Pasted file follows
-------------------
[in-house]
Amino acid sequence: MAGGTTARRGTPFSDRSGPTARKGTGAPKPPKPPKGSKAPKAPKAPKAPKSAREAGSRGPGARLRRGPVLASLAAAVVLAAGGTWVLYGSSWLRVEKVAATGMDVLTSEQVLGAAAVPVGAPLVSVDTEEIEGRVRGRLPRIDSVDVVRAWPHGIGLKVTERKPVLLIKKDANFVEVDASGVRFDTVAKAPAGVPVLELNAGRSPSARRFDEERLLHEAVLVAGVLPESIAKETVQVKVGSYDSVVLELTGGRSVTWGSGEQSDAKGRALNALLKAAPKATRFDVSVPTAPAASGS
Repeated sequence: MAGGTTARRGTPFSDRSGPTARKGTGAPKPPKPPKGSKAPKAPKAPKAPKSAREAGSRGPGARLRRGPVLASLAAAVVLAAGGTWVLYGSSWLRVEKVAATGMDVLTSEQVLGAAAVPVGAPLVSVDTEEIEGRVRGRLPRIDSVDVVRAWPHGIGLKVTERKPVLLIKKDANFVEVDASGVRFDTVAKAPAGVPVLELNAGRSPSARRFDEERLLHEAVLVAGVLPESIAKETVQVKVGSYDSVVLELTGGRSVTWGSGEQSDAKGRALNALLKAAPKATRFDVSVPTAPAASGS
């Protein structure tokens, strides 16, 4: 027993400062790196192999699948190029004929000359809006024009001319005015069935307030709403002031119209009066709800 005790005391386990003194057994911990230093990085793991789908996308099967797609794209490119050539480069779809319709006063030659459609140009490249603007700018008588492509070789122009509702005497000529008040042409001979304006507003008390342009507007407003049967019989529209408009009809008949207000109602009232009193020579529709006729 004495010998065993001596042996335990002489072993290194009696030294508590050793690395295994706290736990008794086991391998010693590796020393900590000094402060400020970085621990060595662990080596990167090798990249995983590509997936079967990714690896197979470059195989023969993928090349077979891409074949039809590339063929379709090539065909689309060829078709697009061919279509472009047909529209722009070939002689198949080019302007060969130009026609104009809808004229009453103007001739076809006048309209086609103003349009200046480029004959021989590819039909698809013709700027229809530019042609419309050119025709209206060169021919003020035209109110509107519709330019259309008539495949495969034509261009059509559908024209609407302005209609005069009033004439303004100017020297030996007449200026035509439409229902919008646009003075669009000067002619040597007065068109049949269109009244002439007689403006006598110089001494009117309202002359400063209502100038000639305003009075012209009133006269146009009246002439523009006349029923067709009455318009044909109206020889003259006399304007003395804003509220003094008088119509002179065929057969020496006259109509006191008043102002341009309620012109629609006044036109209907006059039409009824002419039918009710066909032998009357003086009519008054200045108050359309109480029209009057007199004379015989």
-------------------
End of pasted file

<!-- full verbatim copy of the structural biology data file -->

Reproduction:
[in-house]
Amino acid sequence: MAGGTTARRGTPFSDRSGPTARKGTGAPKPPKPPKGSKAPKAPKAPKAPKSAREAGSRGPGARLRRGPVLASLAAAVVLAAGGTWVLYGSSWLRVEKVAATGMDVLTSEQVLGAAAVPVGAPLVSVDTEEIEGRVRGRLPRIDSVDVVRAWPHGIGLKVTERKPVLLIKKDANFVEVDASGVRFDTVAKAPAGVPVLELNAGRSPSARRFDEERLLHEAVLVAGVLPESIAKETVQVKVGSYDSVVLELTGGRSVTWGSGEQSDAKGRALNALLKAAPKATRFDVSVPTAPAASGS
Repeated sequence: MAGGTTARRGTPFSDRSGPTARKGTGAPKPPKPPKGSKAPKAPKAPKAPKSAREAGSRGPGARLRRGPVLASLAAAVVLAAGGTWVLYGSSWLRVEKVAATGMDVLTSEQVLGAAAVPVGAPLVSVDTEEIEGRVRGRLPRIDSVDVVRAWPHGIGLKVTERKPVLLIKKDANFVEVDASGVRFDTVAKAPAGVPVLELNAGRSPSARRFDEERLLHEAVLVAGVLPESIAKETVQVKVGSYDSVVLELTGGRSVTWGSGEQSDAKGRALNALLKAAPKATRFDVSVPTAPAASGS
């Protein structure tokens, strides 16, 4: 027993400062790196192999699948190029004929000359809006024009001319005015069935307030709403002031119209009066709800 005790005391386990003194057994911990230093990085793991789908996308099967797609794209490119050539480069779809319709006063030659459609140009490249603007700018008588492509070789122009509702005497000529008040042409001979304006507003008390342009507007407003049967019989529209408009009809008949207000109602009232009193020579529709006729 004495010998065993001596042996335990002489072993290194009696030294508590050793690395295994706290736990008794086991391998010693590796020393900590000094402060400020970085621990060595662990080596990167090798990249995983590509997936079967990714690896197979470059195989023969993928090349077979891409074949039809590339063929379709090539065909689309060829078709697009061919279509472009047909529209722009070939002689198949080019302007060969130009026609104009809808004229009453103007001739076809006048309209086609103003349009200046480029004959021989590819039909698809013709700027229809530019042609419309050119025709209206060169021919003020035209109110509107519709330019259309008539495949495969034509261009059509559908024209609407302005209609005069009033004439303004100017020297030996007449200026035509439409229902919008646009003075669009000067002619040597007065068109049949269109009244002439007689403006006598110089001494009117309202002359400063209502100038000639305003009075012209009133006269146009009246002439523009006349029923067709009455318009044909109206020889003259006399304007003395804003509220003094008088119509002179065929057969020496006259109509006191008043102002341009309620012109629609006044036109209907006059039409009824002419039918009710066909032998009357003086009519008054200045108050359309109480029209009057007199004379015989």